Around the world, we’re seeing increasing implementation of renewable electric energy generation to meet energy demands. That means the electric utility industry is in the midst of reinventing the power grid to meet growing energy requirements while maintaining compliance with regulatory requirements.
As the electric utility industry continues to address the significant increase in demand there is an acknowledgement by industry leaders the power grid will continue to be reinvented to address the growing set of requirements to meet the needs of us the consumers.
Historically, the power grid has been supplied by a limited number of very large, very stable, power generation plants which are managed in real-time, all the time, balancing supply with demand. In other words, we match generation to consumption to maintain grid reliability.
Now, with a broad range of small-to-mega power sources coming online, the transmission infrastructure has to deal with not only traditional and renewable generation, but the introduction of bi-directional power flows on the grid. This means substantial investments in technology and storage, to name just two key elements to maintaining grid reliability while still managing supply and demand.
As an example, utilities are upgrading the transmission grid for delivery of renewable energy. However, since the large-scale solar and wind farm development is located where access to natural resources is greatest, these areas can be a significant distance from where the energy is required. Upgrades to the system are critical to address voltage instability and grid congestion, while expanding reliable delivery of renewable energy.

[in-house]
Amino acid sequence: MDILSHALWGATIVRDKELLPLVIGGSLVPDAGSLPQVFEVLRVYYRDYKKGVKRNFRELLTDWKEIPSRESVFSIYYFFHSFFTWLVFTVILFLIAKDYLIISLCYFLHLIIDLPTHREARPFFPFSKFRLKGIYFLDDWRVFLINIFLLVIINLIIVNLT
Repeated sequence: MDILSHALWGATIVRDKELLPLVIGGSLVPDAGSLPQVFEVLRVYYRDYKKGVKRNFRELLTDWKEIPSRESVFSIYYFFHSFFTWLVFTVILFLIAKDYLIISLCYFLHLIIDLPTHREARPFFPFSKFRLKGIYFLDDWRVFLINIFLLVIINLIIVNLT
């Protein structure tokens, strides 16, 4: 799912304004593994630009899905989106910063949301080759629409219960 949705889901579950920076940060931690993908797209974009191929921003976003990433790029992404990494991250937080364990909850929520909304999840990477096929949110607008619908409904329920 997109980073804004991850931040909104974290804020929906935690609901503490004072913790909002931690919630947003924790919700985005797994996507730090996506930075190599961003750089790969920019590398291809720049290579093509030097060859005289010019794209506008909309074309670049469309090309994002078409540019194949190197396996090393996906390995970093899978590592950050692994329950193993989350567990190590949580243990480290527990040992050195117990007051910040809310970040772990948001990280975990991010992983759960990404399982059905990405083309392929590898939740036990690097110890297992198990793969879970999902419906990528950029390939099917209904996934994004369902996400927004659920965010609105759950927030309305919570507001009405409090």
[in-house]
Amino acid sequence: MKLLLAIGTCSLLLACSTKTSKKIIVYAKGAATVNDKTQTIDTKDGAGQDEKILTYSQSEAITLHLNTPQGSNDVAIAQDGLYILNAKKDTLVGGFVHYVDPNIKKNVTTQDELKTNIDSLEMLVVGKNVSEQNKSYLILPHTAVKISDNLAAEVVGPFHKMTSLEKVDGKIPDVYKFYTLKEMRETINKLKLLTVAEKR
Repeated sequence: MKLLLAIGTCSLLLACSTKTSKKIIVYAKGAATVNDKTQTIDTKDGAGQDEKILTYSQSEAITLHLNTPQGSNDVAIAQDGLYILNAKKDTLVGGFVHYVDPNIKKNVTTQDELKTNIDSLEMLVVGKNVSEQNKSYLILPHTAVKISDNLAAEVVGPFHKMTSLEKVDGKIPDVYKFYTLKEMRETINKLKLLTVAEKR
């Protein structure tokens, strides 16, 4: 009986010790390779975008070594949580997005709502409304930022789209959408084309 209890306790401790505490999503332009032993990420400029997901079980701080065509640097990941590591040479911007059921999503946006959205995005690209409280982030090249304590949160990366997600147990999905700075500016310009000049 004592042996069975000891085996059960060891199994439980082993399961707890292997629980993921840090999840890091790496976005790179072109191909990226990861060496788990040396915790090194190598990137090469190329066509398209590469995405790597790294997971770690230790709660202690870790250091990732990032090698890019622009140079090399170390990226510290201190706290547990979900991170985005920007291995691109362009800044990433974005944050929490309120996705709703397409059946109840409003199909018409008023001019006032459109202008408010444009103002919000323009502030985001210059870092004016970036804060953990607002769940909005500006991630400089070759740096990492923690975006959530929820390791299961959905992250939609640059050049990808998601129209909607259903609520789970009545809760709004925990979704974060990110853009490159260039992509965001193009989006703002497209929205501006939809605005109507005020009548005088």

I recently attended the Transmission Substation Design and Operations Symposium in Arlington, Texas. The conference is hosted by the University of Texas at Arlington (UTA). During a preconference session on the Seamless Integration of Renewable Energy, Dr. Wei-Jen Lee, UTA professor and director of the Energy Systems Research Center, discussed how the delta between variable generation and demand challenge is being managed in Texas.
During his presentation, Dr. Lee provided an overview of the development of wind power generation in the state, which has expanded at an annual rate of 25 percent since 1990. This demonstrates a great power generation potential in many regions of the U.S. According National Renewable Energy Laboratory, Texas is the number one state in regards to the installation capacity of wind generation facilities.
Dr. Lee added, despite various benefits of the wind power, an integration of wind energy into the electric grid is difficult to manage. The main challenge is associated with its unpredictability. Due to the irregularity of wind, the power generated from wind rapidly fluctuates, imposing difficulties both in terms of operation and planning.
But in dealing with integrating multiple systems, we’ve only just scratched the surface. In part two of this series, Reinventing Critical Infrastructure, I’ll be discussing the importance of ensuring these systems can talk to each other using new technology for utility communications systems.